Here is an MCP thought of the day. Since I teach photoshop (both one on one and on my blog), I get asked certain questions frequently. I get asked, “how do I do …” or “oh no, … happened. How do I fix it?” The most frequent to questions I get are “how can I see color casts better and fix them?” and “How can I get my photos looking more like …”
Today’s thought deals with the 2nd. “How do I get my photos looking like (insert photographer name)?” When I ask what they like about whichever photographer they mention, I am usually told that they love their clarity, color, crispness, sharpness, creamy skin tones… Well the list goes on. Usually the thing that I do not hear surprisingly is “STYLE.”
To me, what differentiates many of these photographers is their unique style. Sure, many of them have really amazing technical skills. Sure, many of them have amazing clarity, color, crispness, sharpness, and creamy skin tones. But actually some do not. Some of the people I get asked that question of have color casts, blown whites, etc. In many cases, right or wrong, it has actually become part of their style. In any case, as much as I would like to, I cannot teach you how to get your own style or to copy someone elses. Style is something that evolves over time. Sometimes style is intentional and self directed. Sometimes it just develops.
I think the other thing that many of these well respected and admired photographers have alongside their own style is the ability to consistently see the light. This is in my opinion the biggest difference between a good photo and a great photo and often between a good photographer and great photographer. So make this a goal. Work on seeing light everywhere you go, even when you do not have a camera. Look for the light in people’s eyes, look to see where the shadows fall. See the light!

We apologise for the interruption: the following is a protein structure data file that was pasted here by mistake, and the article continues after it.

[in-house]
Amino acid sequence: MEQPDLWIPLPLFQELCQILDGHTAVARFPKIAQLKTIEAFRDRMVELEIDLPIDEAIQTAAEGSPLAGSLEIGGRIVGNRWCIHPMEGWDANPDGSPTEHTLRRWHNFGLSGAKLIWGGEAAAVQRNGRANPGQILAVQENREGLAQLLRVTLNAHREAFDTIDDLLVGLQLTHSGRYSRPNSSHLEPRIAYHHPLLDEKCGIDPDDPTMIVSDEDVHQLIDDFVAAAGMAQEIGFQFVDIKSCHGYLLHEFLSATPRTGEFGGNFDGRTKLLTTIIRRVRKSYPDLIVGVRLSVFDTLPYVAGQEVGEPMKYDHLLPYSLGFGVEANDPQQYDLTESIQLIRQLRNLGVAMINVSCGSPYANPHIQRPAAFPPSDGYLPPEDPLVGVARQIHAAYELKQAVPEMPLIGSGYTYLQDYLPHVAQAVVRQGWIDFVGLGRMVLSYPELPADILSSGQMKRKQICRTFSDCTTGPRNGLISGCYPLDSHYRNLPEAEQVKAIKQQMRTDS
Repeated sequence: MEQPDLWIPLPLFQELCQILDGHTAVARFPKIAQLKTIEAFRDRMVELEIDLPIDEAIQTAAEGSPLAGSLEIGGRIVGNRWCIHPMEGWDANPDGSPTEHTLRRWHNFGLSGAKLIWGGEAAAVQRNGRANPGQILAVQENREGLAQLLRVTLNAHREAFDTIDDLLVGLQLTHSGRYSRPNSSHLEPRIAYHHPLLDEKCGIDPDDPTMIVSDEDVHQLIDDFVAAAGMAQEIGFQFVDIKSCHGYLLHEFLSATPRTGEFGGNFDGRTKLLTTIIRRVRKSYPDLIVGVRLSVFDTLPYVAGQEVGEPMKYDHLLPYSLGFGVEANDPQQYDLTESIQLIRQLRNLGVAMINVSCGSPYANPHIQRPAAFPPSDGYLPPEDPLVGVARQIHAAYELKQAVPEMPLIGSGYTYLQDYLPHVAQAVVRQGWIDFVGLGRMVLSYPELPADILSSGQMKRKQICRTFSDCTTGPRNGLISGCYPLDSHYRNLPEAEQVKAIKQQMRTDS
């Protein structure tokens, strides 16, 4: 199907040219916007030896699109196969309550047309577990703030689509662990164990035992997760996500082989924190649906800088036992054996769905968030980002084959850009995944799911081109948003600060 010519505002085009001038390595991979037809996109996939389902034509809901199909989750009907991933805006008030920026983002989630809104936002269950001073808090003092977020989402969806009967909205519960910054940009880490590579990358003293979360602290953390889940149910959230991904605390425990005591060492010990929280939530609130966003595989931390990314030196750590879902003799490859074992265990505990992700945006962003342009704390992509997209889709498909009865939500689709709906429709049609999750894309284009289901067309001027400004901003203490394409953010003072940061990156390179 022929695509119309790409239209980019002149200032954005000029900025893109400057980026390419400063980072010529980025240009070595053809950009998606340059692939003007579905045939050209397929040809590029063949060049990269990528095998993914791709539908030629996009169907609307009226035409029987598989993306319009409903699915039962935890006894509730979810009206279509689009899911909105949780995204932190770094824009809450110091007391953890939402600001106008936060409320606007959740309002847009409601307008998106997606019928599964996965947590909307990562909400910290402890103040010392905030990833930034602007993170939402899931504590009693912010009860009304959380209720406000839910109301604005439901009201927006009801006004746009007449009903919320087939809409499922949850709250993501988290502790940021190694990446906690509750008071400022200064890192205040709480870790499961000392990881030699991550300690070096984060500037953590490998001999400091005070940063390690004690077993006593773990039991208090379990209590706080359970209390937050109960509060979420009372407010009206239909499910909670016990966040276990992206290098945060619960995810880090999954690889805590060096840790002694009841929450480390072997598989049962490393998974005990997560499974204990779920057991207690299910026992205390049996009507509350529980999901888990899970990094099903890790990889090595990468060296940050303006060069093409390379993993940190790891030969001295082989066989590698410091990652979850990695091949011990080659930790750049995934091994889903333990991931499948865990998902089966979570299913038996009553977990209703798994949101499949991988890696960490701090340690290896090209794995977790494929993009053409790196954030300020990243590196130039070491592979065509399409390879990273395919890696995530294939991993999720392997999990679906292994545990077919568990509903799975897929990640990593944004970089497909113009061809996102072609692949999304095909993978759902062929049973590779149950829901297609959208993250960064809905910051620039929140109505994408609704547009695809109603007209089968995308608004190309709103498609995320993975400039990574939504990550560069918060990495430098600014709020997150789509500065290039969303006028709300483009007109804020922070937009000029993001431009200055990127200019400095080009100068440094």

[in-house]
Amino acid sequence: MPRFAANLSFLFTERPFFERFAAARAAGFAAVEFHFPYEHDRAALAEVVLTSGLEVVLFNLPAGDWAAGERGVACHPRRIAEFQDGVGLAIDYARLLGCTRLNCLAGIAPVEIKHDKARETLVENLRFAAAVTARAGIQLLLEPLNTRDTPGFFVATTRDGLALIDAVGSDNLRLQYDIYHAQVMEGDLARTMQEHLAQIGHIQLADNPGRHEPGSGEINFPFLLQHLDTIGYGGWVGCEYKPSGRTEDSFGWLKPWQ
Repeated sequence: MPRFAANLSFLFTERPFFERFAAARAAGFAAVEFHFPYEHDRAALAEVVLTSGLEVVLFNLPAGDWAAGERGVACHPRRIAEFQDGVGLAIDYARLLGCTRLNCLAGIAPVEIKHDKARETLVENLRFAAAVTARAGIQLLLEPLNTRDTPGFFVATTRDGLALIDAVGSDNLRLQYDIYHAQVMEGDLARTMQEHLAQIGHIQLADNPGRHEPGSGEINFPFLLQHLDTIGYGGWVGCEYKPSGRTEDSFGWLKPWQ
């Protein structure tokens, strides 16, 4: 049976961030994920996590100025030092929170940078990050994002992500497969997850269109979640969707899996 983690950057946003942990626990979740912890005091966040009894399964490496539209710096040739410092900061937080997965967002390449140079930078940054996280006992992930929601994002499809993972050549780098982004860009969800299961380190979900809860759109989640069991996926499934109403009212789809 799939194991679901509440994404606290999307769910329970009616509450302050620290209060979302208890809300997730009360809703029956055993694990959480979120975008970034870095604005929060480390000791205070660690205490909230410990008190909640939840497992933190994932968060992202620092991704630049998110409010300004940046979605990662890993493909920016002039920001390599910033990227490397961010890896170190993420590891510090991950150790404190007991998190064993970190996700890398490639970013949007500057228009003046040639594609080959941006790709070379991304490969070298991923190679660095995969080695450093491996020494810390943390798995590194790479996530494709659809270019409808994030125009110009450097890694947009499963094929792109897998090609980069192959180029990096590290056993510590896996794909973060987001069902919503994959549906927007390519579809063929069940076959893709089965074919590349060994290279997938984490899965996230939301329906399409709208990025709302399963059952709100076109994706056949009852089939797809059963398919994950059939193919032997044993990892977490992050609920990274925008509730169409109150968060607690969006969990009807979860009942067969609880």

So where does photoshop fit in, and can I teach you to just take your so so photos and make them great? Yes and no. Having the ability to save photos in photoshop is an phenomenal skill to have. It is nice to know that if you mess up, you can “save” something. I would guess that many of these photographers people admire do “save” a photo every now and then. But I am 100% sure they do not use photoshop to rescue all their work. Photoshop is best used as a tool to enhance what you captured.
You can increase crispness, sharpness and clarity – but if your photo is blurry or out of focus – photoshop cannot save you.
Your can brighten and smooth skin, make colors more vibrant, and increase contrast, but if your photo was way over or underexposed, or if you have harsh shadows or no definition, photoshop cannot make your photo magical.
I could go on with examples. But my point is that most of these photographers that so many of you look up to use photoshop as a tool not as the only tool. Their cameras, lenses, creativity and the light guide them.
So next time, before you say to me “how can I edit this to look like like Skye Hardwick, Tara Whitney, Jinky, Cheryl Muhr, Audrey Woulard’s, Jessica Claire’s, Brittany Woodall, Amy Smith, Brianna Graham’s (and this list goes on and on)” think about what you want to achieve while holding the camera. Figure out how you want the light to fall (control it, do not let it control you), get the technical parts down (exposure, focus, etc) and get the look you are going for (style).
Then my actions and/or training can help take you to that next level by enhancing what is good to make it incredible.